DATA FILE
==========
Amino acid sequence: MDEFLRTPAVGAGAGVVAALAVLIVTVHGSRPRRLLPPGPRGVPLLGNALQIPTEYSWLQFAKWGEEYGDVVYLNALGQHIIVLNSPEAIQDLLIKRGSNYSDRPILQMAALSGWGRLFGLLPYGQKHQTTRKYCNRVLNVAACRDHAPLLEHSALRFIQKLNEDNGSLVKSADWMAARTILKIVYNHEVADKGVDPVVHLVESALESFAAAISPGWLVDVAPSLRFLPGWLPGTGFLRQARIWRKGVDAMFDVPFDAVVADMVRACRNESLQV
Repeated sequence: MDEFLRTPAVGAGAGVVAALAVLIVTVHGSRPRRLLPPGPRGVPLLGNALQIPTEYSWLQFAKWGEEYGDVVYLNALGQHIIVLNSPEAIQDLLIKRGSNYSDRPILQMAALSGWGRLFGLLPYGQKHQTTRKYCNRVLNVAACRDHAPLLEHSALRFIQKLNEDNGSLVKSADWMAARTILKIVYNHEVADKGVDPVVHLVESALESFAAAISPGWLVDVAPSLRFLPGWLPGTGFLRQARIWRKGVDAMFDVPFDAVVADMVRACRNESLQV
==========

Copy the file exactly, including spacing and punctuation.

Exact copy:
Amino acid sequence: MDEFLRTPAVGAGAGVVAALAVLIVTVHGSRPRRLLPPGPRGVPLLGNALQIPTEYSWLQFAKWGEEYGDVVYLNALGQHIIVLNSPEAIQDLLIKRGSNYSDRPILQMAALSGWGRLFGLLPYGQKHQTTRKYCNRVLNVAACRDHAPLLEHSALRFIQKLNEDNGSLVKSADWMAARTILKIVYNHEVADKGVDPVVHLVESALESFAAAISPGWLVDVAPSLRFLPGWLPGTGFLRQARIWRKGVDAMFDVPFDAVVADMVRACRNESLQV
Repeated sequence: MDEFLRTPAVGAGAGVVAALAVLIVTVHGSRPRRLLPPGPRGVPLLGNALQIPTEYSWLQFAKWGEEYGDVVYLNALGQHIIVLNSPEAIQDLLIKRGSNYSDRPILQMAALSGWGRLFGLLPYGQKHQTTRKYCNRVLNVAACRDHAPLLEHSALRFIQKLNEDNGSLVKSADWMAARTILKIVYNHEVADKGVDPVVHLVESALESFAAAISPGWLVDVAPSLRFLPGWLPGTGFLRQARIWRKGVDAMFDVPFDAVVADMVRACRNESLQV